I am quarantined with three roommates, two of them under the age of three. To be clear, they’re my wife and daughters. I love them to the moon and back, but it is tough to be cooped up in a one-story apartment with a restless toddler.
Don’t get me wrong, I’m appreciating the extra time I get to spend with my two-and-a-half-year-old daughter. If there is a silver lining to the novel coronavirus (COVID-19) outbreak, it’s certainly that.
But let’s just say my wife, and even my newborn, are a whole lot easier to be stuck with. Have you ever tried to keep a toddler entertained all day, everyday, with no breaks and nowhere to go, while also trying to work from home? Right now, her attention span is all of two minutes. And instead of minutes ticking by, “I wanna eat,” is now the constant drumbeat to everything I do. (Though in a surprising turn, she switched to, “I wanna cut my hair” for a few days).
Of course, this new reality is hard for her too. She loves her daycare, her teachers and her friends, and she tells us all the time how much she misses them. She also misses her grandparents, cousins, playgrounds and “french fry stores” (restaurants).
These days, the one thing we can still do is our daily walk around the block. (Ok fine, usually twice daily, and sometimes three times daily.) It’s really our saving grace, because we get some exercise, some fresh air, and on a good day, some sunlight. We always come back feeling refreshed and feeling like we can handle the chaos for a little bit longer.
The only issue with our walks is that it’s hard to maintain appropriate physical distancing with our neighbors. I can’t tell you how often I have to grab my kid’s hand and pull her onto someone’s yard or even into the street in order to stay at least six feet away from other people. It’s not that our streets are overcrowded. It’s that our sidewalks, like most sidewalks across the country, are just not big enough. Obviously, they weren’t built with a global pandemic in mind.
Overly narrow sidewalks are especially problematic when you consider that a lot of essential COVID-19 travel is being done by foot and bike, particularly now that people are staying off public transit. Essential workers, including our doctors, nurses, pharmacists, grocery store clerks, transit workers and more, still need to get to the front lines. And people still need to be able to get to these essential places safely when necessary. Much like my daughter and I have experienced on our walks, people taking those essential trips are also having trouble staying an appropriate distance apart.
So far, my daughter and I have been making do with these space challenges. But we should be making more space for recreational walks and bike rides. Not only does exercise, fresh air and sunshine keep us sane during lockdown, they’re also good for our immune systems. Even more importantly, we should be making space for essential travel, because unlike recreational walks, those trips can’t be put on hold.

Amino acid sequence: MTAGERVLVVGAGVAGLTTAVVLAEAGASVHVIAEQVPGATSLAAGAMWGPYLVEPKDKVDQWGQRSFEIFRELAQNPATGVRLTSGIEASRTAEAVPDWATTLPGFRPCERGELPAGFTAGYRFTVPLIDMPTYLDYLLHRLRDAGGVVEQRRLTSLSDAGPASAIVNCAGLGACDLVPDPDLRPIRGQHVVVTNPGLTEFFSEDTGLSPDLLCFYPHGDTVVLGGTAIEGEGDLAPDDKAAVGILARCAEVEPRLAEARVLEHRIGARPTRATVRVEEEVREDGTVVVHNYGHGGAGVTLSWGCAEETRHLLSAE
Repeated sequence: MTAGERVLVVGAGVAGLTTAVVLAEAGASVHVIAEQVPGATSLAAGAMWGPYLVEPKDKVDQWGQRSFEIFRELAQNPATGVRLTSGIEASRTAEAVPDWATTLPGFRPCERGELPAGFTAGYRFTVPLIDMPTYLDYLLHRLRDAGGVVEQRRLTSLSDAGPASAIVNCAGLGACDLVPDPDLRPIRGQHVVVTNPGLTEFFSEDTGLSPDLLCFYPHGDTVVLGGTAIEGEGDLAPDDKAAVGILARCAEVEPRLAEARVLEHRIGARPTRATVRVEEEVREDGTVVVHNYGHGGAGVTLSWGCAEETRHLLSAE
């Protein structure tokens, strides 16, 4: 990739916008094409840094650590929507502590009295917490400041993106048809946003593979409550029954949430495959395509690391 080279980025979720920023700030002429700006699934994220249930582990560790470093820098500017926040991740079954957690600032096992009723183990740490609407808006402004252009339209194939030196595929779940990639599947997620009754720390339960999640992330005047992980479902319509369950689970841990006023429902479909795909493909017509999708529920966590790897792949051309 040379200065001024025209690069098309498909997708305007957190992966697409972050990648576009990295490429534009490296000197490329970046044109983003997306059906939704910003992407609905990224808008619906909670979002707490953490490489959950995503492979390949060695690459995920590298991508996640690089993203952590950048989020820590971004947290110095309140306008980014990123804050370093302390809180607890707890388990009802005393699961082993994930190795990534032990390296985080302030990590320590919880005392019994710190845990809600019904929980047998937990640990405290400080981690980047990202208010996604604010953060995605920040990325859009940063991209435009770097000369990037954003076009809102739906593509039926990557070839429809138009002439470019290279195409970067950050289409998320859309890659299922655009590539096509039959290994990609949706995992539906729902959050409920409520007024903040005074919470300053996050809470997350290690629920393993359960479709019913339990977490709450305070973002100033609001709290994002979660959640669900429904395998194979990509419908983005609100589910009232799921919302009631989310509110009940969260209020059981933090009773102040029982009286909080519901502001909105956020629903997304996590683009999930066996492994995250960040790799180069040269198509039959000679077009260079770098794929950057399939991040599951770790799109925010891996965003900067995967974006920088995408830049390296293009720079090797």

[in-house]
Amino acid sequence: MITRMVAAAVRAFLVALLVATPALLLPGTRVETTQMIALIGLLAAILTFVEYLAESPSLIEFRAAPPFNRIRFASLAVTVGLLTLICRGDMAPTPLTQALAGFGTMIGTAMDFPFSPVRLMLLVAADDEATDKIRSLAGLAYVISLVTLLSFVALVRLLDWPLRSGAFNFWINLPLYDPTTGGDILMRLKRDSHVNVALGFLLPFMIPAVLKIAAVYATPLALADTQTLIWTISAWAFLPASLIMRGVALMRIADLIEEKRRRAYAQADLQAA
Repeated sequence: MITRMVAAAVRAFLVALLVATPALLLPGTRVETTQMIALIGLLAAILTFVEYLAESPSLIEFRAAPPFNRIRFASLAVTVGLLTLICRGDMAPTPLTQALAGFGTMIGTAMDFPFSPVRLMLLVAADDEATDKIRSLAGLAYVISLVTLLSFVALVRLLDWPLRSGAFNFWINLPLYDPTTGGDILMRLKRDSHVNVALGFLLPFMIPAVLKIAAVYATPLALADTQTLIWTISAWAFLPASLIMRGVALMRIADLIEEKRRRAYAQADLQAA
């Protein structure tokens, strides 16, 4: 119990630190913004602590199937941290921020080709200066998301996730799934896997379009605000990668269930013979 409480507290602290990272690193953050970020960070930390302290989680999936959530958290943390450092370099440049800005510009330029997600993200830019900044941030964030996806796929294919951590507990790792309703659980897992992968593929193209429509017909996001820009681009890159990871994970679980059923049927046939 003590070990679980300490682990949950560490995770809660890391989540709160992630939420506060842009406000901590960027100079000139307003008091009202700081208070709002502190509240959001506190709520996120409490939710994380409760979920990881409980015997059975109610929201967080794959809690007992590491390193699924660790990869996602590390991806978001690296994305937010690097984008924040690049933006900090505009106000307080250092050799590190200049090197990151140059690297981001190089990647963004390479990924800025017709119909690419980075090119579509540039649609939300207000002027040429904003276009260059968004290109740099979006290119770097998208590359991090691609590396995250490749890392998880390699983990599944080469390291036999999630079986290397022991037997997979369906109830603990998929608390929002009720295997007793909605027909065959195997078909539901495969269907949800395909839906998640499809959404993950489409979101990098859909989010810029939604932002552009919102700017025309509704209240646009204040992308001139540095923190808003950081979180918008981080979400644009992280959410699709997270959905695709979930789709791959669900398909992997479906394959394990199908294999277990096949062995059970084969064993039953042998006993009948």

With car travel down significantly across the country, streets are now all but empty. That means, with minimal disruption of normal traffic, we can start closing off parts of those streets to cars, and opening them up to pedestrians and cyclists for essential trips. On some routes, these logistics will already be in place: cities regularly close certain roads off to cars for events, parades, marathons and other reasons.
Closing streets (or parts of streets) to non-necessary cars on some routes around grocery stores, pharmacies, hospitals and other essential locations can help make travel safer during a time of necessary physical distancing. It will also create safe passages for people to walk and bike, which may also help reduce crowding in parks and on trails, where people have been congregating in an attempt to get outside and get exercise during quarantine.
Other precautions cities should take to help protect essential trips being made by pedestrians or cyclists include:
Reducing speed limits to 20 mph or lower in dense urban areas, and making public announcements that every street should be considered a shared street. To the extent possible, speed feedback signs should be added to these roads. Drivers should be advised to yield to pedestrians, runners and cyclists.
Reducing the cycle length of traffic signals at key intersections to reduce delay for all road users, including people walking, biking and driving.
Automating WALK signals so pedestrians do not have to push buttons.
Cities can implement these policies quickly in order to protect essential workers in the short term. But cities can also consider implementing these policies more permanently, even as we return to some sense of normalcy after the crisis ends. Creating safe passages for people to travel by foot or bike is good for the public health, for the climate, and for building a more modern and efficient transportation network.
P.S. If you’re wondering, my daughter did get that haircut, and is now sporting a solid homemade ‘90s bowl cut.
P.P.S. If you’re like me and quarantined with kids, make sure to check out Environment America’s Greener Together webpage for some great resources and activities.
Director, Environment Campaigns, PIRG
Matt oversees PIRG's toxics, transportation and zero waste campaigns and leads PIRG’s climate program to promote a cleaner, healthier future for all Americans. Matt lives in Amherst, Massachusetts, with his wife, two daughters and chihuahua.